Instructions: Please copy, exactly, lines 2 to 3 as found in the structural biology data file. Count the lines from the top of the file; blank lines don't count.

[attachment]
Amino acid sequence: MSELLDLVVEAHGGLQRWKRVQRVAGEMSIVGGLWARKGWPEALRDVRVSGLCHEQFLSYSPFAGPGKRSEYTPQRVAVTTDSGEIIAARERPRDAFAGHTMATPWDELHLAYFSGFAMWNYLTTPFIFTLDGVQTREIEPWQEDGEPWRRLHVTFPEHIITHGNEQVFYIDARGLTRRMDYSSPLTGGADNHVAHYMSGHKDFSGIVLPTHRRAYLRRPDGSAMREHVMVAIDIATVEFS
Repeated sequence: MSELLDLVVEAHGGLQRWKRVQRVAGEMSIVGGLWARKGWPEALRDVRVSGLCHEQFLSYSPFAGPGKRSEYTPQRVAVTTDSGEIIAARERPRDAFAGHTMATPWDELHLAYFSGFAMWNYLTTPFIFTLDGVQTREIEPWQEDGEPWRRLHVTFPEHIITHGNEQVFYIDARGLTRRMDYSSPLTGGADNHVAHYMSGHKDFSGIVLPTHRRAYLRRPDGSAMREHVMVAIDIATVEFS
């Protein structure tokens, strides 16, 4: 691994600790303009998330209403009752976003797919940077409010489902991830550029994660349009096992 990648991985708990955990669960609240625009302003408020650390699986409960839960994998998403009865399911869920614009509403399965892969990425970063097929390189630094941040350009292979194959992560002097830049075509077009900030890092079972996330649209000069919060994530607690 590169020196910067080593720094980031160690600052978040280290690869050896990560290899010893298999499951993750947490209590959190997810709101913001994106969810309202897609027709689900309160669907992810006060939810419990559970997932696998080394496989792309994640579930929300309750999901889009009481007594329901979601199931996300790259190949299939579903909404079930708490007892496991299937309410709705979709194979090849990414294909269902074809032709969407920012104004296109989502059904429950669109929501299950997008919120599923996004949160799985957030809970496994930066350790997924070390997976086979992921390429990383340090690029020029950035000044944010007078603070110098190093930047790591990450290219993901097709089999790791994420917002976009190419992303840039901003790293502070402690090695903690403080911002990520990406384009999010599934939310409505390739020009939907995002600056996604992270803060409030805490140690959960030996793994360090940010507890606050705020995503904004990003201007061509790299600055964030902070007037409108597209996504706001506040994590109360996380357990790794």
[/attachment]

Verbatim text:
Repeated sequence: MSELLDLVVEAHGGLQRWKRVQRVAGEMSIVGGLWARKGWPEALRDVRVSGLCHEQFLSYSPFAGPGKRSEYTPQRVAVTTDSGEIIAARERPRDAFAGHTMATPWDELHLAYFSGFAMWNYLTTPFIFTLDGVQTREIEPWQEDGEPWRRLHVTFPEHIITHGNEQVFYIDARGLTRRMDYSSPLTGGADNHVAHYMSGHKDFSGIVLPTHRRAYLRRPDGSAMREHVMVAIDIATVEFS
């Protein structure tokens, strides 16, 4: 691994600790303009998330209403009752976003797919940077409010489902991830550029994660349009096992 990648991985708990955990669960609240625009302003408020650390699986409960839960994998998403009865399911869920614009509403399965892969990425970063097929390189630094941040350009292979194959992560002097830049075509077009900030890092079972996330649209000069919060994530607690 590169020196910067080593720094980031160690600052978040280290690869050896990560290899010893298999499951993750947490209590959190997810709101913001994106969810309202897609027709689900309160669907992810006060939810419990559970997932696998080394496989792309994640579930929300309750999901889009009481007594329901979601199931996300790259190949299939579903909404079930708490007892496991299937309410709705979709194979090849990414294909269902074809032709969407920012104004296109989502059904429950669109929501299950997008919120599923996004949160799985957030809970496994930066350790997924070390997976086979992921390429990383340090690029020029950035000044944010007078603070110098190093930047790591990450290219993901097709089999790791994420917002976009190419992303840039901003790293502070402690090695903690403080911002990520990406384009999010599934939310409505390739020009939907995002600056996604992270803060409030805490140690959960030996793994360090940010507890606050705020995503904004990003201007061509790299600055964030902070007037409108597209996504706001506040994590109360996380357990790794």